GILANENTZ CHRONICLE, a compendium of reports collated as a journal by Petros di Sarkis Gilanentz (Gilanencʿ), which constitutes an important source for the history of events in Transcaucasia and Persia during the period March 1722 to August 1723, notably the Afghan invasion and siege of Isfahan.

The Gilanentz chronicle exists today in a single known manuscript, which is not the original text but a Russian translation prepared for General Levashov (Lockhart, p. 507). The journal was published for the first time in two parts in separate issues of the Armenian journal Krunk Hayocʿ Ašxarhi (Tiflis, February-March, 1863, pp. a81-212), in the original New Julfan language in which it was written interspersed with Russian, Arabic, Turkish, and Italian, on the basis of a now lost manuscript. The version in Krunk was subsequently translated into Russian (tr. K. Patkanov as Dnevnik osady Ispagani afganami, Zapiski Imperatorskoĭ Akademii Nauk 17, St. Petersburg, 1870) but remained largely unnoticed until the appearance of its English translation, published in 1959. The English translation was reportedly prepared by a physician in New Julfa, Caro Owen Minasian, at the suggestion of Laurence Lockhart, who wanted to use it as a source for his Fall of the Ṣafavî Dynasty (Lockhart, p. 507 n. 1; tr. as The Chronicle of Petros di Sarkis Gilanentz Concerning the Afghan Invasion of Persia in 1722, the Siege of Isfahan, and the Repercussions in Northern Persia, Russia, and Turkey, with intro. and additional notes by L. Lockhart, Lisbon, 1959). It is also available in Persian (tr. M. Mehrīān as Soqūṭ-e Eṣfahān, Isfahan, 1334 Š./1965, repr. Tehran, 1992) and Turkish (ed. and tr. H. Andreasyan, Osmanlı-Iran-Rus iliskilerine ait iki kaynak I: Petros di Sarkis Gilanentzin Kronolojisi, Istanbul, 1974).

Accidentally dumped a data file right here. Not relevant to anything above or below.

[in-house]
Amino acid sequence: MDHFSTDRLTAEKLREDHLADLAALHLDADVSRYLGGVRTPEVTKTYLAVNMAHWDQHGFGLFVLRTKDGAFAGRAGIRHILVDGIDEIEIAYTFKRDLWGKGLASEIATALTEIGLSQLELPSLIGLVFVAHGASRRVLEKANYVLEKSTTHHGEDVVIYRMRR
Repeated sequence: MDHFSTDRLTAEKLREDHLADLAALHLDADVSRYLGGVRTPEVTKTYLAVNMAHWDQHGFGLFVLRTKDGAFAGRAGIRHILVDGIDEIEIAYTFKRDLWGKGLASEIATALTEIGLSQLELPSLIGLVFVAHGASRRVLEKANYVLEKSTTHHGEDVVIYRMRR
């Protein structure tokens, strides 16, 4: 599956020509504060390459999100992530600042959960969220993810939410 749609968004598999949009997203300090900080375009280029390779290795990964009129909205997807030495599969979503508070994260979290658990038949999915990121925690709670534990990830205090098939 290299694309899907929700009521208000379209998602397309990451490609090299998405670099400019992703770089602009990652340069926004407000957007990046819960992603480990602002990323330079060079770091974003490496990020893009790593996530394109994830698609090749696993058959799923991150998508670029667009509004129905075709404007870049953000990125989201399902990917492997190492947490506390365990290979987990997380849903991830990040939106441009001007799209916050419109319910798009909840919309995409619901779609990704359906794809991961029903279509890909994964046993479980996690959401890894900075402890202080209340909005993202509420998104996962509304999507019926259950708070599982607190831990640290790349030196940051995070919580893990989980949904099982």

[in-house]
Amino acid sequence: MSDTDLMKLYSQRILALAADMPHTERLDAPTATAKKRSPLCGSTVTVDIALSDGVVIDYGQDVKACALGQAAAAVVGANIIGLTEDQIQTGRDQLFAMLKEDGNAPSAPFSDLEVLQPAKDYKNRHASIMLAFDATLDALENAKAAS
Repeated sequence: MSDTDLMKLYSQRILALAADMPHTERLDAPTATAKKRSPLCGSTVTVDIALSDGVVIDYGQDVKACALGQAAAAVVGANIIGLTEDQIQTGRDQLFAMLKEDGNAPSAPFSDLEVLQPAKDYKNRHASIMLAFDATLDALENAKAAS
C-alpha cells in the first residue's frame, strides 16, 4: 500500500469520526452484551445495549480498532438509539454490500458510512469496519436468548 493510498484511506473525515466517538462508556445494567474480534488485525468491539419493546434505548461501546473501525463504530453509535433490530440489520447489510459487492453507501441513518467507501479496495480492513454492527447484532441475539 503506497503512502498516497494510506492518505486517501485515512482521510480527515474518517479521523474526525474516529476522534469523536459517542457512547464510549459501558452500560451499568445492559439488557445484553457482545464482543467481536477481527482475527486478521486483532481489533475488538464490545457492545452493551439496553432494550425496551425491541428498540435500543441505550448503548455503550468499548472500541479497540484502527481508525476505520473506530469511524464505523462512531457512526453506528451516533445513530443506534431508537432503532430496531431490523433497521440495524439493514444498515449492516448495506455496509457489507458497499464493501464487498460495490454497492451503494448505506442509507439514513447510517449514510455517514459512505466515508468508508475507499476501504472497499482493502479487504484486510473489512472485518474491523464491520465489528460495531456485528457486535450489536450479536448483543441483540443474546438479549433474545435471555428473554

Along with the works of Thaddeus Kruzinski and Jonas Hanway (qq.v.), the Gilanentz chronicle remains one of the rare Armenian sources for the history of Safavid Persia in the third decade of the 18th century. If Hanway’s account is an amalgamation of other sources, and Kruzinski’s is an eyewitness account in narrative form, the chronicle is neither. It consists of letters and reports written by Gilanentz himself, but the original accounts are often from other sources. They were intelligence reports written during time of war and addressed to Archbishop Minas Tigranian, an Armenian prelate in Astrakhan; they were not intended to be a consistent text for publication. There are 133 reports in all, mostly dated, and arranged in two main parts in the 1863 edition: the first part is about Isfahan, the second about Gīlān, the Ottoman Empire, and Transcaucasia; however, the first four reports concern Qazvīn and Šamāḵī. The reports are put together in epistolary form; the whole text is a long letter, last dated 21 August 1723 according to the old calendar, before it was sent to Minas in Astrakhan. Archbishop Minas was a prominent figure in Armenian nationalist political circles. He had been chosen by the Armenian melikʿs and princes to accompany Israël Orii on his travels to submit the Armenian hopes for liberation to the courts of Peter the Great and other European rulers. When Orii died in 1711 in Astrakhan after a failed mission in Isfahan, where his nationalist ideas were not welcomed by the conservative New Julfan merchants attached to the Safavids, Minas continued the mission alone. It was this same archbishop who ten years later, in 1722, commissioned Petros di Sarkis Gilanentz to leave Astrakhan for Rašt and report to him after Peter the Great’s annexation of the region. It is now clear that the Russian officers and court were given the reports (Hovannisian, pp. 225-30) in exchange for the promises of aid in the national liberation of the Armenians, but there is no real way of knowing how much the author of the letters knew about Minas’ attachment to the Russian court. Lockhart is of the opinion that Gilanentz was unaware of the connection.